C# – Password Encoder – MD5 Cryptography Service Provider

When trying to develop say, a simple login form, do you “in all honesty” pass the password string (********) to the back end server and try comparing it to the one saved on the database? If this is true then, your security features is not so strong (even if your using APIs that stripped SQLs in case of injection).

  • Password passed as String – can be hacked – most certainly when your site does not use HTTPS (S – for secure – https basically opens up another secure port for your request – thus allowing transactions with high security).
  • Password on Database as String? – What if your database was hacked? What if a hacker finds out about your Database Connection – by developing a randomizer algorithm that endlessly try to access your database?

There are complicated design concepts that solves this simple security and one of the basic way of doing so is the use of: Encryption.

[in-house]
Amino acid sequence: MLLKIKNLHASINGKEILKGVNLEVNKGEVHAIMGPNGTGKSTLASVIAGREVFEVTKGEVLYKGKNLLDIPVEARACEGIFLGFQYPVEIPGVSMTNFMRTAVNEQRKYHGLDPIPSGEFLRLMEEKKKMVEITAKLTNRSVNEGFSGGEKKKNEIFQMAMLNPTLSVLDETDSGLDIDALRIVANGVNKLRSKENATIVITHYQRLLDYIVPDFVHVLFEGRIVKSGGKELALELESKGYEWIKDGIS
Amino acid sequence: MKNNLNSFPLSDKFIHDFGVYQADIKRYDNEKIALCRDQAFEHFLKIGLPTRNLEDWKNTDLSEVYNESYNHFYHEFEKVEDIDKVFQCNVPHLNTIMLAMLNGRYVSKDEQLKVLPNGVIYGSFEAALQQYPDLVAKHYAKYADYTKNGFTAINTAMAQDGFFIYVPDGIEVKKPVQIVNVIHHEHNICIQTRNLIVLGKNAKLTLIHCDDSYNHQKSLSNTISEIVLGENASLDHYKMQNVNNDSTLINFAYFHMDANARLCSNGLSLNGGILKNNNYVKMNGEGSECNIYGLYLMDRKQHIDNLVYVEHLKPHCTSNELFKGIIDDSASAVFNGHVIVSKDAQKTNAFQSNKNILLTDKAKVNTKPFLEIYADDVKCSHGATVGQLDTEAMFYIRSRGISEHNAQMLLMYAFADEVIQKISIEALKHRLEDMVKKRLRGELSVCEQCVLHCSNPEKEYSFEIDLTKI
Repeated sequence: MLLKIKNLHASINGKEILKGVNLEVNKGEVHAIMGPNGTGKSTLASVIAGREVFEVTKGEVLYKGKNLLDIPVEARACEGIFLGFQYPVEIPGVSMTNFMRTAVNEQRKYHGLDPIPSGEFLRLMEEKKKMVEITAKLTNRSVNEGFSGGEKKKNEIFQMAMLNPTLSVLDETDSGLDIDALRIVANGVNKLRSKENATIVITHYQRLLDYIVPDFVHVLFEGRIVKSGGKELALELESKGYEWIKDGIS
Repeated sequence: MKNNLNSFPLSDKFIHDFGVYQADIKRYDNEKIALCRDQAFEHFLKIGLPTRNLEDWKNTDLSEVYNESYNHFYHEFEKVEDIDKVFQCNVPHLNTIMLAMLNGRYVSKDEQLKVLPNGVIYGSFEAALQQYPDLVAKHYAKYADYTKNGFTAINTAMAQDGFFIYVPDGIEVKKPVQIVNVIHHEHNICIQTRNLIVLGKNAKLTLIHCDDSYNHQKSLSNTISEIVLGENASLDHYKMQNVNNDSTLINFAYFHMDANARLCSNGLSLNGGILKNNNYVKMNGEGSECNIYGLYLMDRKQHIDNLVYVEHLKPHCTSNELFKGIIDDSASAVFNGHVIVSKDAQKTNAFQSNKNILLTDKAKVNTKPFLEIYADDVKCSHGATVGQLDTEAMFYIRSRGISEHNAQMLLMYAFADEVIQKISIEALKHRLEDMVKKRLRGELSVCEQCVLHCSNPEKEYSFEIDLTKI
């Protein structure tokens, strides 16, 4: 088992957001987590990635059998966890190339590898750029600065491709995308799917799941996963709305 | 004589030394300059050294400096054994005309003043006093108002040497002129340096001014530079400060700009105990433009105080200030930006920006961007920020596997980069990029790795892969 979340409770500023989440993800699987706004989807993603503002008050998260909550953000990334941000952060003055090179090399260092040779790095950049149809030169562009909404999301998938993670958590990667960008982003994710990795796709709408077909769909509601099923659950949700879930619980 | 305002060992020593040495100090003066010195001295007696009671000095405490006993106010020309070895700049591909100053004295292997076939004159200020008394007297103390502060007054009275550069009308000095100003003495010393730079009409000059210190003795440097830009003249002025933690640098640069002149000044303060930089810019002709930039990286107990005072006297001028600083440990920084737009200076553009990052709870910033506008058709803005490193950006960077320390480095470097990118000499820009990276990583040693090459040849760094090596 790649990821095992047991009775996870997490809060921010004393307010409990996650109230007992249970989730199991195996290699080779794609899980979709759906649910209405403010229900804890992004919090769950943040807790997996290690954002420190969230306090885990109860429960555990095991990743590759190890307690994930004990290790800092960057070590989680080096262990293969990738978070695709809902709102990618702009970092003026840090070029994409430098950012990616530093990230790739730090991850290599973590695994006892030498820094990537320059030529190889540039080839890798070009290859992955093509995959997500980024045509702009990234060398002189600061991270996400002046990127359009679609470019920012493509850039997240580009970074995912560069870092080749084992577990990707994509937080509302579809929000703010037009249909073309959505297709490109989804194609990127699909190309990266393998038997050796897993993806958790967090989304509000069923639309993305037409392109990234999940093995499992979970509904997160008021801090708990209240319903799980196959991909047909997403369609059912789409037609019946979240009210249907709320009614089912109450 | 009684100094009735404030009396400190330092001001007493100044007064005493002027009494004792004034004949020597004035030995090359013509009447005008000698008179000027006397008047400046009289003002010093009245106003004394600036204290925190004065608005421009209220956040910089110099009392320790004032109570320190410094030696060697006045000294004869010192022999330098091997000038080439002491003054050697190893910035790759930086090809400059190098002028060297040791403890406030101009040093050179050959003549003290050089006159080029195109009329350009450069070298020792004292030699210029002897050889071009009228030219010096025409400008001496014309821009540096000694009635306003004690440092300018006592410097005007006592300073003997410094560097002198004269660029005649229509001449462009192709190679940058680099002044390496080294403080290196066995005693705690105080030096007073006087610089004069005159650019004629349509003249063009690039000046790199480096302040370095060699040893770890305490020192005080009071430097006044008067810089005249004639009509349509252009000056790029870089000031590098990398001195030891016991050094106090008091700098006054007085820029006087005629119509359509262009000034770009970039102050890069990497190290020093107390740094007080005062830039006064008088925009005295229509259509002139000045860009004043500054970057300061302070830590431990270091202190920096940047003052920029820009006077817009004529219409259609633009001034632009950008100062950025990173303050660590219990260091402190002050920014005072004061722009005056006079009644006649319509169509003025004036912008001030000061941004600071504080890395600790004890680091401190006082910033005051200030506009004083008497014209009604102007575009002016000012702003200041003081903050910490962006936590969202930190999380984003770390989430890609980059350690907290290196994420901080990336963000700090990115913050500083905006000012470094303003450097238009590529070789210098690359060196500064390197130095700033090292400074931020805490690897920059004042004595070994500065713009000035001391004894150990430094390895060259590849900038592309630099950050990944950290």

When I tried developing my first C# application (expense manager), the first module I developed is the Login Screen – This is all the pre-loaded objects will be initialize as well as the user session.

I use an MD5 Cryptography Service Provider for the passwords that goes in and out of the database. Check out the code below:

public static string EncodePassword(string originalPassword) {

Byte[] originalBytes;
Byte[] encodedBytes;
MD5 md5;

// Create MD5 Cryptography Service Provider.
md5 = new MD5CryptoServiceProvider();
originalBytes = ASCIIEncoding.Default.GetBytes(originalPassword);
encodedBytes = md5.ComputeHash(originalBytes);
return BitConverter.ToString(encodedBytes);


you have to import: System.Security.Cryptography before you can use it though.

The code above allows me to encrypt the password using the MD5 Hash algorithm and vice versa (convert it to its original string form).

Get this, you can use this Service and create your own Crytopgraphy algorithm so that you can malformed the encrypted strings on your own. ­čÖé This will allow you to really put some strong defense on your system as well as in your design.

Would you put your data at risk?